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Officials investigate contaminated soils at garage site, consider modified plan for facility

June 21, 2017 Government No Comments

By John Fitts

CANTON – On Wednesday, the Board of Selectmen voted to have the town work with Fuss & O’Neill to further investigate contaminated soils found at the Public Works site near the Farmington River.

Officials said the discovery of the issue came about during test borings and underground radar at the site in preparation to build a new public works facility.

The contamination is believed to have resulted from two fuel storage tanks – an underground one that was abandoned in the 1950s and an above-ground structure that was on site in the 1930s.

Selectmen voted to have Fuss & O’Neill investigate the issue further and determine what course of action will be needed. Cost of the consulting work is estimated at $29,500, although the firm states it could be as low as $21,500.

Work for the new public works facility is expected to go out to bid soon. While the discovery of some contaminated soils will add some cost to the project, selectmen were adamant that the cost not only needs to stay within the $3.825 million approved by voters in November of 2016 but should also be done as efficiently as possible.

The discovery, however, could result in a change to the concept plan at the time of the vote. Then the idea was to build the facility near the current building on Old River Road. However, officials are now investigating the possibility of building it next to the sewage treatment plant and relocating the existing ballfield to the site of the current building, essentially flipping the two. The idea needs further vetting but could allow for additional parking and better direct access off Route 179, officials said. It would also facilitate a better transitions since the department could use the old facility while the new one was being built, town officials said.

See more in a future issue of the Valley Press.

Canton Electors Approve 2017-18 Budget

May 22, 2017 Budget, Government No Comments

CANTON – At the annual budget meeting May 22, electors passed, by a vote of 150-14, the town’s proposed 2017-18 spending plan of $37,767,987.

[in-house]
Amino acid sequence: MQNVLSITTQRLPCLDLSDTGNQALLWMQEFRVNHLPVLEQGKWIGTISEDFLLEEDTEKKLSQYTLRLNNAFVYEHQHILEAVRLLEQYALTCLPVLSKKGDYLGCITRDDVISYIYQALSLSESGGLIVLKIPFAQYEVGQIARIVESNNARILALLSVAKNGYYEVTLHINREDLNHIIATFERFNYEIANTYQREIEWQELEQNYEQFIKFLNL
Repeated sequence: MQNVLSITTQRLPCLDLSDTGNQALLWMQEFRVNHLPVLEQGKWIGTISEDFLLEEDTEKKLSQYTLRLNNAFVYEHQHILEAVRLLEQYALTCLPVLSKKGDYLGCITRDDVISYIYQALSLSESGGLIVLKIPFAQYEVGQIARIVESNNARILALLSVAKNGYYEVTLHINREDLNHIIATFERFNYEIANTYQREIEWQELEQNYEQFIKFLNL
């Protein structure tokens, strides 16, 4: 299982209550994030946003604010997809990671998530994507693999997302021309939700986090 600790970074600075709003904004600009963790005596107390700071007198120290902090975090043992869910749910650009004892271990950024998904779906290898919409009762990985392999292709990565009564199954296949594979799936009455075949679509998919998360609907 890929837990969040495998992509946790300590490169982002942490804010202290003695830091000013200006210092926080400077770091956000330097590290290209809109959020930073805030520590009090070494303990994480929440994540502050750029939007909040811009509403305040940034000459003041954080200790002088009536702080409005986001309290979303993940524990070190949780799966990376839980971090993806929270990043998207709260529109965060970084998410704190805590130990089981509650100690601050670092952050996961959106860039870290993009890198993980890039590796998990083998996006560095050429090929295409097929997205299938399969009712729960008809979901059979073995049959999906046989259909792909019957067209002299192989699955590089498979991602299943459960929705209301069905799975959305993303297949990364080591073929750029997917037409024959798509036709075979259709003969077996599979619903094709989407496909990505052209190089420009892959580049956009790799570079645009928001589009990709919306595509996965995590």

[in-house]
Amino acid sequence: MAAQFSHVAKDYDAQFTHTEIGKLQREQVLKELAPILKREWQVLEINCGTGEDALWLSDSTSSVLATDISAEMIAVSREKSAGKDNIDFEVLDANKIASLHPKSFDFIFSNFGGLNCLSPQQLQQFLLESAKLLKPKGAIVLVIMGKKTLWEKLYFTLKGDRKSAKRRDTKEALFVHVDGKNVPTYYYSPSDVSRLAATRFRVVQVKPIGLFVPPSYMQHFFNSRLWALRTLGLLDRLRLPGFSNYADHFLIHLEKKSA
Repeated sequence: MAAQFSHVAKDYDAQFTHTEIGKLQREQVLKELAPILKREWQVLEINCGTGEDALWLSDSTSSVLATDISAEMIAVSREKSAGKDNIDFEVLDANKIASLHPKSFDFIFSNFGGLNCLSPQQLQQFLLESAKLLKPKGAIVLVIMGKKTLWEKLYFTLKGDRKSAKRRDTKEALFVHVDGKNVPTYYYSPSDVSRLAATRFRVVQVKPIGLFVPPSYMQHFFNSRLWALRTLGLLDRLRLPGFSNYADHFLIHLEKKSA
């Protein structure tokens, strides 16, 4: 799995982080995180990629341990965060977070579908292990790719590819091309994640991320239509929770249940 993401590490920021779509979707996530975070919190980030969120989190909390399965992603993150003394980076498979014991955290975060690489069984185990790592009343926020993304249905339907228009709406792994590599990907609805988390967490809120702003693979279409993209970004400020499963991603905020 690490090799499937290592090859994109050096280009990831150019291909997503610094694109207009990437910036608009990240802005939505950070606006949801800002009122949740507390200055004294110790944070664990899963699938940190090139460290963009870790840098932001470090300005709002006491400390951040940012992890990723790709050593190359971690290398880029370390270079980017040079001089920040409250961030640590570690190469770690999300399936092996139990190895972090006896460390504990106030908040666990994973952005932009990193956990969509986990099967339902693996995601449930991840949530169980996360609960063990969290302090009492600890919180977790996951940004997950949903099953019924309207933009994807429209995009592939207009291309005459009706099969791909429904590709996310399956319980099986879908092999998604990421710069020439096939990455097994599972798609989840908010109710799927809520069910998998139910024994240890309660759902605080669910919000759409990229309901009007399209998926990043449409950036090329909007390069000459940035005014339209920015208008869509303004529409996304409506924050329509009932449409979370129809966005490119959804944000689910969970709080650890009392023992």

The budget represents a 0.58 percent increase in spending, and a 2.45 percent increase in taxes, costing the “average” taxpayer with a home assessed at $238,832, an extra $174. The new mill rate would be 30.49, up from 29.76.

See more in this week’s Valley Press.

Town Looks to Grant in Hopes of Improving Greater Dowd Avenue, Route 44 Corridor

By John Fitts

CANTON – The town is hoping a state grant could help it complete some long-overdue improvements in the greater Dowd Avenue, Route 44 area.

The funding provides up to $2 million under the Responsible Growth and Transit-Oriented Development Program, facilitated by the state Office of Policy and Management. At a recent meeting, selectmen opted to have town staff development a grant application, which would be due in June.

In broad terms, the town will now look at several areas – including Route 44 in the vicinity of Canton Village, Dowd Avenue from Route 44 to Commerce Drive and portions of Canton Springs Road and Commerce – and look improve the area for motorists, trail users, business visitors and area residents. Safety and connectivity are major concerns.

Guiding town officials will be a Route 44 corridor study, sponsored by the Capital Region Council of Governments, and a 2016 Road Safety Audit, funded by the state Department of Transportation, at a cost of approximately $6,000.

Even $2 million would not cover all the work that could be done in the area, officials said, but the hope is to also have design work done for future improvements.

At a recent meeting selectmen did acknowledge the state’s financial crisis but most members felt the application would be appropriate.

“When you’re talking about safety issues that we deal with here in town on state roads, I’m fine with having the state pay to help us solve that problem,” said First Selectman Leslee Hill.

See more in a future issue of the Valley Press. 

 

Budget Plan Goes to electors at May 22 meeting

May 8, 2017 Budget, Government 1 Comment

CANTON – While the town’s proposed $37,767,987 million budget represents a 0.58 percent increase in spending, taxes would increase 2.45 percent under the plan.

The new mill rate would be 30.49. Each mil represents $1 in taxes for every $1,000 in assessed property. In this case, homeowners pay $3,049 for every $100,000 of assessed property. The “average” taxpayer, with a home assessed at $238,832, would receive an annual tax bill of $7,282, or $174 more than in fiscal year 2016-17.

If there’s no petition for a referendum, town electors will vote on the plan during the annual budget meeting at 7 p.m. May 22 in the Canton High School auditorium.

At least 150 need to be present for the budget to be validated. The reason the tax increase is greater than the rise in spending is due to Gov. Dannel Malloy’s proposed cuts in town aid. See more in the May 4 edition of The Valley Press.

Spring Book Sale

Submitted Release 

The Friends of the Canton Public Library will hold a Spring Book Sale in the lobby of the library at 40 Dyer Ave. in Canton through April 22. The Sale will be held during normal library hours. Gardening books, cookbooks, sport-themed books, trade paperbacks and children’s books are among the categories featured at the sale. All books are in pristine condition and make wonderful gifts for Mother’s Day or Father’s Day. The books are reasonably priced and all profits are used by the Friends to help provide resources and programming for the library.